College football is broken, and the NCAA can't fix it
College football players should be paid.
Even writing that makes me feel ill, but after half a century of believing that the system can be fixed, I've crossed over to the dark side. Like a broken VCR, the system isn't even worth fixing. What's the use in trying to keep the athletes themselves pure as the driven snow when the conferences, the bowls, the boosters, the schools, even the parents are all so dirty?
What's more, the only authority remotely in position to fix the current situation seems to want nothing to do with governing the sport. Division I-A football is the one sport for which the NCAA isn't interested in conducting a championship, yet it seems to find the time to make sure not one red cent makes its way into the pockets of the players, who are doing the work and taking the risks. Scholarships are no longer enough when everyone else in the system is getting paid. It's time to give them a stipend of some kind.
I say this despite, not because of, Auburn quarterback and Heisman Trophy front-runner Cam Newton, whose unbeaten team faces Alabama on Friday in the 75th Iron Bowl. Newton is the subject of federal, state and NCAA investigations into whether his father asked Mississippi State for $200,000 last season in order to steer his son to school there, a charge the family has denied.
Whether or not the charges against the Newtons are true, there is plenty of evidence that these types of demands are commonplace and that those we hear about are merely the most egregious payments to the highest-profile athletes. Which is why I abhor changing the rules to satisfy the lowest common denominator. To me, it feels like raising the speed limit in a school zone because no one wants to slow down.
But clearly this system is broken, and clearly the wrong people are benefitting from it. Let's look back over the past five months in college football.
Southern Cal was stripped of two victories from the 2004 season, and all its 2005 wins as well as its national title, because of improper payments from an agent to Reggie Bush's family. The school set about erasing Bush from the record books, murals and trophy cases, and the running backs coach who knew about the financial arrangement was banned from recruiting off-campus for one year.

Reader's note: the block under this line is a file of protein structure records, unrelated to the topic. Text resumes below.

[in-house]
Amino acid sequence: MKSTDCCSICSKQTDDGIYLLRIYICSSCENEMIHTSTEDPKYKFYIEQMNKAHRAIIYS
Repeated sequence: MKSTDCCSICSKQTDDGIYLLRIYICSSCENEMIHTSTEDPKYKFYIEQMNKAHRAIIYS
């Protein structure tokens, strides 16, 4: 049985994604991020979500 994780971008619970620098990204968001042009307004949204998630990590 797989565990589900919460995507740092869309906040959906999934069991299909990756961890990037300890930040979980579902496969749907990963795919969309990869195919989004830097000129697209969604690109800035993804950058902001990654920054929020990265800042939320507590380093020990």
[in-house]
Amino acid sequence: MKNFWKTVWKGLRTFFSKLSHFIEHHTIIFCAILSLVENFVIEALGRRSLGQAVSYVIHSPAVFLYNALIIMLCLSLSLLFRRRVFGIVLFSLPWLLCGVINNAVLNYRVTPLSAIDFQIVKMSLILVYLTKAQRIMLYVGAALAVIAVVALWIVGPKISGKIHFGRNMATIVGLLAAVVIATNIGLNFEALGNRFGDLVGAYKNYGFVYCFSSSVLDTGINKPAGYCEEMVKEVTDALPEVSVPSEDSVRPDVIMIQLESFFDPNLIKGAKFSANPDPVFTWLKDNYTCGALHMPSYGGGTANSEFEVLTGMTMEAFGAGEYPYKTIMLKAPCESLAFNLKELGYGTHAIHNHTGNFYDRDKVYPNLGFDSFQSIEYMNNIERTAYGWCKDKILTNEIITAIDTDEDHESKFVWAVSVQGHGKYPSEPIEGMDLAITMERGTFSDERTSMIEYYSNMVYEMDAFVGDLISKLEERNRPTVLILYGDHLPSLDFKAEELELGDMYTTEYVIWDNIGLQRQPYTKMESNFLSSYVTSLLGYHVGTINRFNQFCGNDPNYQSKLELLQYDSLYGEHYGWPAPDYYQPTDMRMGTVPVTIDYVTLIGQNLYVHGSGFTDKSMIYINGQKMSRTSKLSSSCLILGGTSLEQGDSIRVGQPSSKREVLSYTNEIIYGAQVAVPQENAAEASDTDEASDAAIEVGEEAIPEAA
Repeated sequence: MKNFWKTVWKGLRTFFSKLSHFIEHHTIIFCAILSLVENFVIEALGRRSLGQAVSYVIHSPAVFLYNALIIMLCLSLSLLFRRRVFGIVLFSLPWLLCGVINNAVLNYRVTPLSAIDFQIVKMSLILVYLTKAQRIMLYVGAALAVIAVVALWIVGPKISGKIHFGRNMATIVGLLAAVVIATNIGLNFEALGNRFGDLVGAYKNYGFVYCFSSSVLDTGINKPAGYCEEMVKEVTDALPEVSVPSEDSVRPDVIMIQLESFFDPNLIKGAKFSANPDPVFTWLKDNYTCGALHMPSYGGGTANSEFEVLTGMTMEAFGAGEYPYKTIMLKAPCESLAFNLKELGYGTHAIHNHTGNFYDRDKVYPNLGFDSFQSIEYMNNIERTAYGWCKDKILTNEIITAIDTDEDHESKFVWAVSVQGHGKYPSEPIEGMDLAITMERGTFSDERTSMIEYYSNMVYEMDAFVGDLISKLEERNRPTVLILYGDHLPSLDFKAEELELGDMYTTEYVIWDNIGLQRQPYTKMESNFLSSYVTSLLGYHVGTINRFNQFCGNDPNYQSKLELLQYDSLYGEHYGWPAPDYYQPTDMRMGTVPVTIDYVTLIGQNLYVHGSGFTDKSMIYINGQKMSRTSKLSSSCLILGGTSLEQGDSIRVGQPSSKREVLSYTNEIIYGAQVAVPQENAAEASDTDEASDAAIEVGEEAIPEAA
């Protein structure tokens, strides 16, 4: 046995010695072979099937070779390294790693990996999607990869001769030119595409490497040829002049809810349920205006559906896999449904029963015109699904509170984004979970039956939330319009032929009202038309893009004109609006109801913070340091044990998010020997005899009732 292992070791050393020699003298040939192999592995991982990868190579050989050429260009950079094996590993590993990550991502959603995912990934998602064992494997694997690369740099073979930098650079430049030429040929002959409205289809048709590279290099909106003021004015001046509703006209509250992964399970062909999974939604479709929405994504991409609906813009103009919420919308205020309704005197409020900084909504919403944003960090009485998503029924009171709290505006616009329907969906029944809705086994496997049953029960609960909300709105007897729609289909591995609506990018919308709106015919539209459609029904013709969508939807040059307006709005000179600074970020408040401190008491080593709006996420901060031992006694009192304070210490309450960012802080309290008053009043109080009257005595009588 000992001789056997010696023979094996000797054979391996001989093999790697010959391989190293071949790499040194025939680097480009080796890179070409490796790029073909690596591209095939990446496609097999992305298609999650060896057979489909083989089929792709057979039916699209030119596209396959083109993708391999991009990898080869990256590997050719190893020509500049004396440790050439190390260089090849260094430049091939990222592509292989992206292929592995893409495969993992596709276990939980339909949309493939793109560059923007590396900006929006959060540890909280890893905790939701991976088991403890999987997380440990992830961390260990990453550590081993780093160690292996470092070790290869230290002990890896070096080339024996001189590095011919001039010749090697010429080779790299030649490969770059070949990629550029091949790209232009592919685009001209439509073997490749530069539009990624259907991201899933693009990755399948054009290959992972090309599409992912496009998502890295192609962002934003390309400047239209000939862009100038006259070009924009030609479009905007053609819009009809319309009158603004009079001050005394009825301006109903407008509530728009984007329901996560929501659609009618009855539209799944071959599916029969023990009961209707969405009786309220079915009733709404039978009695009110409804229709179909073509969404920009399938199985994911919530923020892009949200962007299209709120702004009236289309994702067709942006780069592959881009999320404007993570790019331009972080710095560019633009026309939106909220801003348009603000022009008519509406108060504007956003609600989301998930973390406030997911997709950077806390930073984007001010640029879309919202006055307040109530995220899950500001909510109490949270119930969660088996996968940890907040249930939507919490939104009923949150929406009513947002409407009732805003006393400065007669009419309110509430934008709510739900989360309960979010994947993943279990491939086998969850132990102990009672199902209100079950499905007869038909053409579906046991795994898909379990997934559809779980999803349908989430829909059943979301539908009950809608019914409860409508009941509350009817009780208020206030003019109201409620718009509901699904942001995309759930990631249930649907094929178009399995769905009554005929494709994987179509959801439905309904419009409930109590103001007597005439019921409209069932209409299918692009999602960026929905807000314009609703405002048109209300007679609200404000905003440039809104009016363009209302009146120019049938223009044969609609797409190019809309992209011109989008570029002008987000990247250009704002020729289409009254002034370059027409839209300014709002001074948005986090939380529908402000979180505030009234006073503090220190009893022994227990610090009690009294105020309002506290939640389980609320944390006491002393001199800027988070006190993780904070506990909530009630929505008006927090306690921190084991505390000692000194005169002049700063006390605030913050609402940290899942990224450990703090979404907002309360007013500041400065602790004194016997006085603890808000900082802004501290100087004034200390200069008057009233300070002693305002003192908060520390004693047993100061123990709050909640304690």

That'll show 'em!
Pete Carroll went skipping off to the Seattle Seahawks for $33 million. The Bush family hasn't suffered - in fact, they've been living the high life, apparently. Bush gave back his Heisman.
So who really paid for these transgressions? All those players who helped win the national title with Bush and left school with no NFL money and no Heisman Trophy, just a ring and some bragging rights, and whose parents didn't reap the rewards of their talent. They all paid. And the players who would have gotten those 30 scholarships USC was forced to forfeit? They paid, too.
And that's the best the NCAA can do. It's not that the organization doesn't have good intentions, but it's got too much ground to cover and no teeth. It hopes by smacking around the institutions, the institutions will in turn enforce the rules. In actuality, that's not happening. So players and coaches walk away from these messes, tainting entire programs in their wake, with no consequences except for a bunch of innocent kids and the schools and conferences that employ full-time compliance officers and are still surprised by what goes on.
The NCAA seems to want the conferences to control the top level of college football, and the conferences are obliging. This summer's spate of realignment saw schools playing musical chairs to a medley of Big Ten fight songs. A conference whose schools have long preached tradition and loyalty and played for things such as the Old Oaken Bucket wreaked havoc on a large swath of the country, ruining those traditions and bringing an end to some of the longest rivalries in existence, all for the sake of television money. So clearly, loyalty and tradition no longer matter. Money matters. Message received.